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Report from the Front

Art criticism, sometimes with context, occasional politics. Published in hard copy 5-7 times a year. New shows: "events;" hard copy rates & how to support the online edition: "works."

 

MORRIS LOUIS

Morris Louis (1912-1962), Twined Columns II, 1960. Magna on canvas, 102.52 x 140 inches (260.4 x 355.6 cm. Inv#3180. Courtesy of Yares Art.
Moving on up from Chelsea to midtown we come to Yares Art on Fifth Avenue, and a truly lovely exhibition of fifteen (count ‘em, 15) classic color-field paintings entitled “Morris Louis: Spectrum.” This show will be on through January 12, 2019, though if you plan to visit it between Christmas and New Year’s, you will need to call the gallery, as they had not yet decided which days during that period they would be open when I visited the show).

In the years just before and for some decades following the untimely death of Louis in 1962 at the age of only 49, gallery shows of his work tended to focus on very similar paintings belonging to a few selected “groups” – most particularly “veils,” “unfurleds,” “florals” and “stripes.”

Or at least, this is how I first became aware of Morris Louis, entering the contemporary art scene as I did in the late 1960s.

However, when I saw the exhaustive 1985 catalogue raisonné compiled by Diane Upright, I realized that Louis was an evolutionary painter, not a revolutionary one.

By this I mean that instead of switching abruptly from one of these groups to another, his paintings evolved from one to the next by gradual stages, and there were lots of “transitional” paintings that had not been shown.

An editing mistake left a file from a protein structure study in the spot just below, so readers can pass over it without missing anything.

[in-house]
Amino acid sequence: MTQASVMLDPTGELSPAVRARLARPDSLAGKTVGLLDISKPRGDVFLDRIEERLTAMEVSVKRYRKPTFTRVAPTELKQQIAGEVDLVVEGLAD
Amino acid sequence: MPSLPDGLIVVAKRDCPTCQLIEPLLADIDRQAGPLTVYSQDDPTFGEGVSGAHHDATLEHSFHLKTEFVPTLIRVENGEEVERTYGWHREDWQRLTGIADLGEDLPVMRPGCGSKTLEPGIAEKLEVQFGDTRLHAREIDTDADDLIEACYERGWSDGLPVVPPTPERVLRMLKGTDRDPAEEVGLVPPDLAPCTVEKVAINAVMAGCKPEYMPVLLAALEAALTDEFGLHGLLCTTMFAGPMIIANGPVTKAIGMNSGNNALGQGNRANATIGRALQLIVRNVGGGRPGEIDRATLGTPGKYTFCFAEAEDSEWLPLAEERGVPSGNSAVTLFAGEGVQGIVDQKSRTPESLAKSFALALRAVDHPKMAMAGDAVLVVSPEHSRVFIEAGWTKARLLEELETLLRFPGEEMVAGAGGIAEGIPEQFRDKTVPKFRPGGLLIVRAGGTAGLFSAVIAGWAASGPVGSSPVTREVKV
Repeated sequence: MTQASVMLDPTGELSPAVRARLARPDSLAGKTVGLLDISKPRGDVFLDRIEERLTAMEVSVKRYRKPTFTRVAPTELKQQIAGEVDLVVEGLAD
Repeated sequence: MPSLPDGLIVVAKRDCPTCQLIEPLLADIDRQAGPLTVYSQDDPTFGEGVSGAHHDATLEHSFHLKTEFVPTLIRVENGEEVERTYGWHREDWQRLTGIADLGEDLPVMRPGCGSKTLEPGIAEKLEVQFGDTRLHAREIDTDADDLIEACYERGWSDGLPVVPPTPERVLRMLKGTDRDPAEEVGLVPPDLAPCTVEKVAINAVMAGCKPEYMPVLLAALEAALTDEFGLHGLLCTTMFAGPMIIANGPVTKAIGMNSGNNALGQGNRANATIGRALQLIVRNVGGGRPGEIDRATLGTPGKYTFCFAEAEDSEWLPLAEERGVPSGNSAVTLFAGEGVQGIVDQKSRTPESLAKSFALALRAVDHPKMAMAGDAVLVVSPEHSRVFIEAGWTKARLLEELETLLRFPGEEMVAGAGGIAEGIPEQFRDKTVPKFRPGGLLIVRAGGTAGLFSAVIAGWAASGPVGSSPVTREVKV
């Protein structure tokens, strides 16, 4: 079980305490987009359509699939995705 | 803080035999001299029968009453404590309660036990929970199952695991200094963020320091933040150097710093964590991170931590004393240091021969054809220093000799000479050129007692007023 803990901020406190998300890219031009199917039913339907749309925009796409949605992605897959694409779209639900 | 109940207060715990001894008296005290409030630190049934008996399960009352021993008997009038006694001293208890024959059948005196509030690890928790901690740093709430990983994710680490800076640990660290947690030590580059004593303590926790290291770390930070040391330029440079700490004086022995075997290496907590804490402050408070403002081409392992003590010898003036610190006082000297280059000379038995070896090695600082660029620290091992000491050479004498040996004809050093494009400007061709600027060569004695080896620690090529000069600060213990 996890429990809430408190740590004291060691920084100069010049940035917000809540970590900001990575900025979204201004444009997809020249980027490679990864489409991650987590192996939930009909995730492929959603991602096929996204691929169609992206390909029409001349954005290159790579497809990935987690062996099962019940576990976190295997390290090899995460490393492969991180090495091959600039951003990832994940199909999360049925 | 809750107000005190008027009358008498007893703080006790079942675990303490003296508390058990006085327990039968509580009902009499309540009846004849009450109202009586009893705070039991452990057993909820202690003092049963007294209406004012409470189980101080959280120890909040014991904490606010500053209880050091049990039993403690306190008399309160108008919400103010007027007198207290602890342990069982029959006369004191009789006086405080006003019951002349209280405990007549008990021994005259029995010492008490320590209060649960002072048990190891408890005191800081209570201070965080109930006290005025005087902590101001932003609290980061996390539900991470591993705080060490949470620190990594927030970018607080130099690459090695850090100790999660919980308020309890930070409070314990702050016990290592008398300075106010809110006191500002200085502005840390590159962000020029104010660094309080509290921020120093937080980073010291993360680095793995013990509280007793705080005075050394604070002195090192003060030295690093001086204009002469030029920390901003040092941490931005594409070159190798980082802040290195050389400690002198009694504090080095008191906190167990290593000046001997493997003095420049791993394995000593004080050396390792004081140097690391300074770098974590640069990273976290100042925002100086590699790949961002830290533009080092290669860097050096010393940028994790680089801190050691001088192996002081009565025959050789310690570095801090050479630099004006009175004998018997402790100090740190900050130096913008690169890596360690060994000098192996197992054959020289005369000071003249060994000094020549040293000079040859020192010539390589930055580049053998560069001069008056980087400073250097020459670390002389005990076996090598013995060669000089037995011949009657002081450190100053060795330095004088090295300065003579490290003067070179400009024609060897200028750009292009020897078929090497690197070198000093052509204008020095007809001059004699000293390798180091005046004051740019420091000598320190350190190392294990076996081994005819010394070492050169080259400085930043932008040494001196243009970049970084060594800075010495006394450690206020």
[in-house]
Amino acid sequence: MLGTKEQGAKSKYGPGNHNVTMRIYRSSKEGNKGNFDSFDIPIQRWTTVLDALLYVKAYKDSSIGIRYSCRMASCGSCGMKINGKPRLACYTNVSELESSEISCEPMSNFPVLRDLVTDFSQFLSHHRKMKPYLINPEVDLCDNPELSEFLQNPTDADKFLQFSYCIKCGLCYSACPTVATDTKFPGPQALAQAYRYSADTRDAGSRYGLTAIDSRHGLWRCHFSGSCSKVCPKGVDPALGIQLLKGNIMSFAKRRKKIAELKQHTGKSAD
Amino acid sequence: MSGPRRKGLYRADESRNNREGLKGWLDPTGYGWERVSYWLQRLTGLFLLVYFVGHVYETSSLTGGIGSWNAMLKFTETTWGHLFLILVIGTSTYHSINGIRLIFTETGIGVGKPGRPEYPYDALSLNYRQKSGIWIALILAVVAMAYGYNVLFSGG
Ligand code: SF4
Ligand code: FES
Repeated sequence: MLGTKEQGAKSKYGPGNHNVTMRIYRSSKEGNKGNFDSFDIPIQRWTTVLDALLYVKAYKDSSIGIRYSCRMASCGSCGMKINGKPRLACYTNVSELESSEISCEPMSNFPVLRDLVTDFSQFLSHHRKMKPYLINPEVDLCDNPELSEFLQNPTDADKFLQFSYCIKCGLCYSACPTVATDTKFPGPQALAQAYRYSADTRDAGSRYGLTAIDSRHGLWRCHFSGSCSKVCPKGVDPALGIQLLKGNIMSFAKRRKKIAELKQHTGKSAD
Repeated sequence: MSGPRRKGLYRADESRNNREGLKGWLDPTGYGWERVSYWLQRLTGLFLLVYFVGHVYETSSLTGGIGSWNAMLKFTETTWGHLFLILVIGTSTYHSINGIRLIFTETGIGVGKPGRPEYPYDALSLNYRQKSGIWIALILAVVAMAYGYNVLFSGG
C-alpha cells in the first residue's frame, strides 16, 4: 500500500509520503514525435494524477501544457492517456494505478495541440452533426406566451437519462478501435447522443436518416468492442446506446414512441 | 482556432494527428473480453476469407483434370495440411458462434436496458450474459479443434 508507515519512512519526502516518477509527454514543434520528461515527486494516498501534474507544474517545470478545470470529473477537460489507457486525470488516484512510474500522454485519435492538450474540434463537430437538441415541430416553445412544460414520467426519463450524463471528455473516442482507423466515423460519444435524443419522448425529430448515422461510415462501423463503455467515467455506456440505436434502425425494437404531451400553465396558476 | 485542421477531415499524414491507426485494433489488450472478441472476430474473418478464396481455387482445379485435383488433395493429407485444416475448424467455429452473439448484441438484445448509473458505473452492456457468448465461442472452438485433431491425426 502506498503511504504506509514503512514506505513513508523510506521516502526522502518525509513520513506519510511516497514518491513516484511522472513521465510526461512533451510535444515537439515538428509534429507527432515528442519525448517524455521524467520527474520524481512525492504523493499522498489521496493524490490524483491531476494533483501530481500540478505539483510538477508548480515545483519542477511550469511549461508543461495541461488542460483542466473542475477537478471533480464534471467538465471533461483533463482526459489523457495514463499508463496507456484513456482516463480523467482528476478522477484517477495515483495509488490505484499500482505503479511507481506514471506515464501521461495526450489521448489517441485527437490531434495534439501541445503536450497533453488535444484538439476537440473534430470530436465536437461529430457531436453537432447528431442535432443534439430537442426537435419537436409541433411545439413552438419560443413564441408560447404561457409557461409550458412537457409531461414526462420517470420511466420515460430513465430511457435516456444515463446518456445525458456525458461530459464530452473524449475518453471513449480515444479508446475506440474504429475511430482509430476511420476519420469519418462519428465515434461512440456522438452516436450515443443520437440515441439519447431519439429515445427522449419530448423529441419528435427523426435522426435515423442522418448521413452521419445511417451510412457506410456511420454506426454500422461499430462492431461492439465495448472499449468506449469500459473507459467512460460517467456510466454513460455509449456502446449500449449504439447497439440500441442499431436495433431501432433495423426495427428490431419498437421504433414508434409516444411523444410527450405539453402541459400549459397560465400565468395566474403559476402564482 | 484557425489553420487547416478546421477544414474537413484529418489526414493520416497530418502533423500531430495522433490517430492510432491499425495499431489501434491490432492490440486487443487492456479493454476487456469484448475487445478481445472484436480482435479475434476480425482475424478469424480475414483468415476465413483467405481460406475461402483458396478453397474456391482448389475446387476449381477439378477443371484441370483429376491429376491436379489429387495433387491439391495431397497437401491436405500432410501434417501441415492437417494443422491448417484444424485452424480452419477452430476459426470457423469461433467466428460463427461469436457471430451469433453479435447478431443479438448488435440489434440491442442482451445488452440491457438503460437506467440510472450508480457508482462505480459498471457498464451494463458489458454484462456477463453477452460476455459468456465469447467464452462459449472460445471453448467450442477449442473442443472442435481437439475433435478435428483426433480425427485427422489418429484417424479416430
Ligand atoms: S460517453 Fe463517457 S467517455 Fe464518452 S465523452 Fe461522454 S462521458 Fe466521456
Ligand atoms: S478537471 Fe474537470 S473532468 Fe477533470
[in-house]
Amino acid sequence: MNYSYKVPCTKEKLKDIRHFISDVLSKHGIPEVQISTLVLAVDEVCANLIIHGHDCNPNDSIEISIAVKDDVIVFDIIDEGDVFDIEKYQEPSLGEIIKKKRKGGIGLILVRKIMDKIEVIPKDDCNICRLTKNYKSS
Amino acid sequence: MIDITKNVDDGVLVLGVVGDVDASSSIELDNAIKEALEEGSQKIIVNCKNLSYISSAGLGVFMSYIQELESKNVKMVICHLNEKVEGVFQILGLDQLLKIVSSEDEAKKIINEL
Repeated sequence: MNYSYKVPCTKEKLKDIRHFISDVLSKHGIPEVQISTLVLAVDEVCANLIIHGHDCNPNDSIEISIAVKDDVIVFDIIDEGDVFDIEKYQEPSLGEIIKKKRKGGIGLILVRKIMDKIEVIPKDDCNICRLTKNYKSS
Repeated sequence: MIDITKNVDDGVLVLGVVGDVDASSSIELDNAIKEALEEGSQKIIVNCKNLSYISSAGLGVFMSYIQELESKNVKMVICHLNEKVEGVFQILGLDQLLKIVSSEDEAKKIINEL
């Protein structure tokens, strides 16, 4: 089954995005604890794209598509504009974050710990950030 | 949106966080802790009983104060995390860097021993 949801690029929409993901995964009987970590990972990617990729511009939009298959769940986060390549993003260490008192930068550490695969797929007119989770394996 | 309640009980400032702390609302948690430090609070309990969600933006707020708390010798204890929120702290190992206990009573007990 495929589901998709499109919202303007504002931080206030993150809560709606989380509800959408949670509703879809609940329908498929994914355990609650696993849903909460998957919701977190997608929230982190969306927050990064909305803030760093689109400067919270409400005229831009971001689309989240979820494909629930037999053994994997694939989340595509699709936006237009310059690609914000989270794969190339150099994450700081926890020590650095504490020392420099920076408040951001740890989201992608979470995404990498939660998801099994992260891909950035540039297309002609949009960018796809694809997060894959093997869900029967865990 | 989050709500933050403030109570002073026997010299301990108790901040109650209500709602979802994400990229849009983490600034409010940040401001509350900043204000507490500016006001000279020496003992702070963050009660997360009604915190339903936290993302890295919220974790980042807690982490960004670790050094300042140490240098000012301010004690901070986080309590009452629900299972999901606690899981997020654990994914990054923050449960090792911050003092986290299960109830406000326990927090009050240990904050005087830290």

Most likely it was felt that not only were the paintings belonging in these groups the best and most “perfect” of Louis’s output, but in addition that his work in general was so radical that the best way for it to gain public acceptance was by limiting its public exposure to these few seemingly simple groups.

However, since the later 1990s, we have seen more and more of these “transitional” works emerging in gallery and even museum shows (mostly, I would hazard a guess, coming from the estate of Morris Louis).

In the literature accompanying these shows, we have also witnessed the birth of a new “category” of Louis paintings, namely “Themes and Variations.” And most of these “themes and variations” are very lovely, too.

The current show at Yares has representative examples of the three more familiar groups of paintings. ”Kaf” (1959-60) is a fine example of a “floral,” and there are three “veils”—“End of Fall”(1959-60), “Verdigris” (1958) and “Green Shade” (1958).

There is also a splendid “unfurled,” dated 1960 and titled “Beta Gamma,” though it is a little different from other examples of this type that I’ve seen, by virtue of a little free-form dripping at the bottom of those wonderful tiger-like stripes.

On top of that are five vertical “stripes,” three rather broad ones and two narrower ones (the narrower variety being those that I’m most familiar with).

Also, for a switch, we have one painting where the stripes are arrayed on the diagonal, and “Horizontal I” (1962), whose title aptly describes its horizontal stripes.

Even though Kenneth Noland is also known for his horizontal stripe paintings, and although Louis & Noland were the closest of friends, nobody with any sort of an eye could possibly confuse the stripe paintings of one with the stripe paintings of the other.

The rest of the paintings at Yares Art fall into the “Themes and Variations” category.

Among them, I especially liked “ Aleph Series VII” (1960), with narrow strips of many different bright colors charging in from the edges of the canvas, but never meeting in its middle; and “Aqua” (1960), two vertical columns of color, widely spaced and all blue.

Most of all, I liked“Twined Columns II” (1960). This is another painting with two widely spaced columns of color, but the columns' colors are paler and softer and more variegated than those in either the “stripes” or “Aqua.”

Somehow miraculously twisted as they rise, they made me think of those majestically gilded twisted columns holding up the “Baldacchino” by Bernini at St. Peter’s basilica in Vatican City.
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